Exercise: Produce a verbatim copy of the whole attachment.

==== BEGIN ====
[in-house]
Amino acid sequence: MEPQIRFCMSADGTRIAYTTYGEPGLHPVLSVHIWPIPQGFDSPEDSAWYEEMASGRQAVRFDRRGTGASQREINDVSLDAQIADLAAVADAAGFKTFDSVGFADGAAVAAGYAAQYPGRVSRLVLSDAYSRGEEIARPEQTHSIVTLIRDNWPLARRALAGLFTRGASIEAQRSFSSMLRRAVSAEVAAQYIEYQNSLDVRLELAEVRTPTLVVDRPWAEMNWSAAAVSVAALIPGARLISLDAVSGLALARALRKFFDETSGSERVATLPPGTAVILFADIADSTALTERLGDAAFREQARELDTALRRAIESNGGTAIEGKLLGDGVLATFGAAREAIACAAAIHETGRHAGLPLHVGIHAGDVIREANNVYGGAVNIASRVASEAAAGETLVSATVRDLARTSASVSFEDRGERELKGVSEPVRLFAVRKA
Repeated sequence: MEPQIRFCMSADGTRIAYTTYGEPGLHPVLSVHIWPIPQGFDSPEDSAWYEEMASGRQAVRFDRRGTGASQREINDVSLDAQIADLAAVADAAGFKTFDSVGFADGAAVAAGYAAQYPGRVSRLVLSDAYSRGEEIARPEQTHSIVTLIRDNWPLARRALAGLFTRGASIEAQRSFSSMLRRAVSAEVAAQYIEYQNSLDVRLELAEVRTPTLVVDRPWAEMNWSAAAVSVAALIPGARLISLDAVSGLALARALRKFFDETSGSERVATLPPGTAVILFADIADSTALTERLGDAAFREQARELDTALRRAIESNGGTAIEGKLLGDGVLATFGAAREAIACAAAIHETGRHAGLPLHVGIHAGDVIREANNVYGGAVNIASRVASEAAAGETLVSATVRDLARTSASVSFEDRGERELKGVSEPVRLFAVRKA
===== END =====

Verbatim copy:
[in-house]
Amino acid sequence: MEPQIRFCMSADGTRIAYTTYGEPGLHPVLSVHIWPIPQGFDSPEDSAWYEEMASGRQAVRFDRRGTGASQREINDVSLDAQIADLAAVADAAGFKTFDSVGFADGAAVAAGYAAQYPGRVSRLVLSDAYSRGEEIARPEQTHSIVTLIRDNWPLARRALAGLFTRGASIEAQRSFSSMLRRAVSAEVAAQYIEYQNSLDVRLELAEVRTPTLVVDRPWAEMNWSAAAVSVAALIPGARLISLDAVSGLALARALRKFFDETSGSERVATLPPGTAVILFADIADSTALTERLGDAAFREQARELDTALRRAIESNGGTAIEGKLLGDGVLATFGAAREAIACAAAIHETGRHAGLPLHVGIHAGDVIREANNVYGGAVNIASRVASEAAAGETLVSATVRDLARTSASVSFEDRGERELKGVSEPVRLFAVRKA
Repeated sequence: MEPQIRFCMSADGTRIAYTTYGEPGLHPVLSVHIWPIPQGFDSPEDSAWYEEMASGRQAVRFDRRGTGASQREINDVSLDAQIADLAAVADAAGFKTFDSVGFADGAAVAAGYAAQYPGRVSRLVLSDAYSRGEEIARPEQTHSIVTLIRDNWPLARRALAGLFTRGASIEAQRSFSSMLRRAVSAEVAAQYIEYQNSLDVRLELAEVRTPTLVVDRPWAEMNWSAAAVSVAALIPGARLISLDAVSGLALARALRKFFDETSGSERVATLPPGTAVILFADIADSTALTERLGDAAFREQARELDTALRRAIESNGGTAIEGKLLGDGVLATFGAAREAIACAAAIHETGRHAGLPLHVGIHAGDVIREANNVYGGAVNIASRVASEAAAGETLVSATVRDLARTSASVSFEDRGERELKGVSEPVRLFAVRKA